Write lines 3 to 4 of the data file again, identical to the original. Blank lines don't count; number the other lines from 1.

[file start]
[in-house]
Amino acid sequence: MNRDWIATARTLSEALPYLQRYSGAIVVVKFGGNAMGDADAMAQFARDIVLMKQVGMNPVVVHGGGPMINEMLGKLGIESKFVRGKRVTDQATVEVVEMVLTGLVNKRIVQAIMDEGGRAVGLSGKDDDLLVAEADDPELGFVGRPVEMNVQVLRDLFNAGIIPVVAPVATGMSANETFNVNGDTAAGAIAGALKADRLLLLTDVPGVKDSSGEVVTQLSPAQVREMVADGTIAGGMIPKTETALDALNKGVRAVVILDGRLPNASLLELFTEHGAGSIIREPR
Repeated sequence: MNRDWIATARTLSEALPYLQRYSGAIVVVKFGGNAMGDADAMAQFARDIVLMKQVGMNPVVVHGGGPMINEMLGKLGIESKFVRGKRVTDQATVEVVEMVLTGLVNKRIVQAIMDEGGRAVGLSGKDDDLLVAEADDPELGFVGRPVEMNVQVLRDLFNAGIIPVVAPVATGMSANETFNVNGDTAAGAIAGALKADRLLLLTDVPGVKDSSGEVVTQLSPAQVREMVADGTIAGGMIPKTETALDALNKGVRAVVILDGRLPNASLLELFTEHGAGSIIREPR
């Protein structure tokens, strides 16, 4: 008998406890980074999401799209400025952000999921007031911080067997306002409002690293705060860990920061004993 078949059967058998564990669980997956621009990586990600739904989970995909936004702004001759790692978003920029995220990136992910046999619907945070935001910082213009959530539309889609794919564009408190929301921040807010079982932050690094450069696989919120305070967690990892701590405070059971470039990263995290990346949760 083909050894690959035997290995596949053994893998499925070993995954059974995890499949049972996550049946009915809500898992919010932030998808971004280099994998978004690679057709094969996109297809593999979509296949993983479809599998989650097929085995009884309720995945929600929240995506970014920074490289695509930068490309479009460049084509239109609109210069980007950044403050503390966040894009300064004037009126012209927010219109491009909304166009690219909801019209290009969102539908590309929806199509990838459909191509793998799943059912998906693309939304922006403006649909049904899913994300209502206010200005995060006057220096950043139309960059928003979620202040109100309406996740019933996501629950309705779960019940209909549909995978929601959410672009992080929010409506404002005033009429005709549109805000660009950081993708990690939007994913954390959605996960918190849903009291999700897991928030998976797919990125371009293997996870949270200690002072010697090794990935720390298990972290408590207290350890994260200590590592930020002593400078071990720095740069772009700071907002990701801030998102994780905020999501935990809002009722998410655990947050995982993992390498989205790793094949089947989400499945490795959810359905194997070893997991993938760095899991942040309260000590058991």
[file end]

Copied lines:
Repeated sequence: MNRDWIATARTLSEALPYLQRYSGAIVVVKFGGNAMGDADAMAQFARDIVLMKQVGMNPVVVHGGGPMINEMLGKLGIESKFVRGKRVTDQATVEVVEMVLTGLVNKRIVQAIMDEGGRAVGLSGKDDDLLVAEADDPELGFVGRPVEMNVQVLRDLFNAGIIPVVAPVATGMSANETFNVNGDTAAGAIAGALKADRLLLLTDVPGVKDSSGEVVTQLSPAQVREMVADGTIAGGMIPKTETALDALNKGVRAVVILDGRLPNASLLELFTEHGAGSIIREPR
């Protein structure tokens, strides 16, 4: 008998406890980074999401799209400025952000999921007031911080067997306002409002690293705060860990920061004993 078949059967058998564990669980997956621009990586990600739904989970995909936004702004001759790692978003920029995220990136992910046999619907945070935001910082213009959530539309889609794919564009408190929301921040807010079982932050690094450069696989919120305070967690990892701590405070059971470039990263995290990346949760 083909050894690959035997290995596949053994893998499925070993995954059974995890499949049972996550049946009915809500898992919010932030998808971004280099994998978004690679057709094969996109297809593999979509296949993983479809599998989650097929085995009884309720995945929600929240995506970014920074490289695509930068490309479009460049084509239109609109210069980007950044403050503390966040894009300064004037009126012209927010219109491009909304166009690219909801019209290009969102539908590309929806199509990838459909191509793998799943059912998906693309939304922006403006649909049904899913994300209502206010200005995060006057220096950043139309960059928003979620202040109100309406996740019933996501629950309705779960019940209909549909995978929601959410672009992080929010409506404002005033009429005709549109805000660009950081993708990690939007994913954390959605996960918190849903009291999700897991928030998976797919990125371009293997996870949270200690002072010697090794990935720390298990972290408590207290350890994260200590590592930020002593400078071990720095740069772009700071907002990701801030998102994780905020999501935990809002009722998410655990947050995982993992390498989205790793094949089947989400499945490795959810359905194997070893997991993938760095899991942040309260000590058991």